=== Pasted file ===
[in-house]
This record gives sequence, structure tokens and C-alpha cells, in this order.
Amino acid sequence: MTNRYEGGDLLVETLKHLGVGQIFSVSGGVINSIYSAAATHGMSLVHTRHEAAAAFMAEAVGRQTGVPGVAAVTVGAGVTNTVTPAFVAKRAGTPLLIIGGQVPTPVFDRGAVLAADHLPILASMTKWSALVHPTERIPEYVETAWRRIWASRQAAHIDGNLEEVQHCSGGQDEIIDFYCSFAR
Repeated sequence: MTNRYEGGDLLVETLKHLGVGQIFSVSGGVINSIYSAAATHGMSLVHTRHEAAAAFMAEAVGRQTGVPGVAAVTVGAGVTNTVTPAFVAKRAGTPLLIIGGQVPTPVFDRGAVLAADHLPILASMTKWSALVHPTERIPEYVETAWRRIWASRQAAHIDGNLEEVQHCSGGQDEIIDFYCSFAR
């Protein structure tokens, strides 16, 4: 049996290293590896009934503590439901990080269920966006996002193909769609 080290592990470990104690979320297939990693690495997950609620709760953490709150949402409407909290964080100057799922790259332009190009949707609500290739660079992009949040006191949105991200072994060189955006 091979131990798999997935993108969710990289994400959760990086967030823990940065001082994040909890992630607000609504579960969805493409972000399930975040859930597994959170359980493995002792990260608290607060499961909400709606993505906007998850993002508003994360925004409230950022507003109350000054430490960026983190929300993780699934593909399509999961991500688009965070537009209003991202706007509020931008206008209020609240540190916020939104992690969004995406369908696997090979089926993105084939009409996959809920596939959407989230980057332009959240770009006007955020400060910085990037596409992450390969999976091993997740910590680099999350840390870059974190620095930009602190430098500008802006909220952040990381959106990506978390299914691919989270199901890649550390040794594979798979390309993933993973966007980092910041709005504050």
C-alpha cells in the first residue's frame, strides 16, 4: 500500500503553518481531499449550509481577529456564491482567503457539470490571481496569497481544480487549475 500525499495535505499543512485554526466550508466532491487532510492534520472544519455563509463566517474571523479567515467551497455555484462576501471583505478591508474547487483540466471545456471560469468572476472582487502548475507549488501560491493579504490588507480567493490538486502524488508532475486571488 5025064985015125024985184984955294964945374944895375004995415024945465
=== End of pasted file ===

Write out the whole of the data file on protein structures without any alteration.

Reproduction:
[in-house]
This record gives sequence, structure tokens and C-alpha cells, in this order.
Amino acid sequence: MTNRYEGGDLLVETLKHLGVGQIFSVSGGVINSIYSAAATHGMSLVHTRHEAAAAFMAEAVGRQTGVPGVAAVTVGAGVTNTVTPAFVAKRAGTPLLIIGGQVPTPVFDRGAVLAADHLPILASMTKWSALVHPTERIPEYVETAWRRIWASRQAAHIDGNLEEVQHCSGGQDEIIDFYCSFAR
Repeated sequence: MTNRYEGGDLLVETLKHLGVGQIFSVSGGVINSIYSAAATHGMSLVHTRHEAAAAFMAEAVGRQTGVPGVAAVTVGAGVTNTVTPAFVAKRAGTPLLIIGGQVPTPVFDRGAVLAADHLPILASMTKWSALVHPTERIPEYVETAWRRIWASRQAAHIDGNLEEVQHCSGGQDEIIDFYCSFAR
């Protein structure tokens, strides 16, 4: 049996290293590896009934503590439901990080269920966006996002193909769609 080290592990470990104690979320297939990693690495997950609620709760953490709150949402409407909290964080100057799922790259332009190009949707609500290739660079992009949040006191949105991200072994060189955006 091979131990798999997935993108969710990289994400959760990086967030823990940065001082994040909890992630607000609504579960969805493409972000399930975040859930597994959170359980493995002792990260608290607060499961909400709606993505906007998850993002508003994360925004409230950022507003109350000054430490960026983190929300993780699934593909399509999961991500688009965070537009209003991202706007509020931008206008209020609240540190916020939104992690969004995406369908696997090979089926993105084939009409996959809920596939959407989230980057332009959240770009006007955020400060910085990037596409992450390969999976091993997740910590680099999350840390870059974190620095930009602190430098500008802006909220952040990381959106990506978390299914691919989270199901890649550390040794594979798979390309993933993973966007980092910041709005504050």
C-alpha cells in the first residue's frame, strides 16, 4: 500500500503553518481531499449550509481577529456564491482567503457539470490571481496569497481544480487549475 500525499495535505499543512485554526466550508466532491487532510492534520472544519455563509463566517474571523479567515467551497455555484462576501471583505478591508474547487483540466471545456471560469468572476472582487502548475507549488501560491493579504490588507480567493490538486502524488508532475486571488 5025064985015125024985184984955294964945374944895375004995415024945465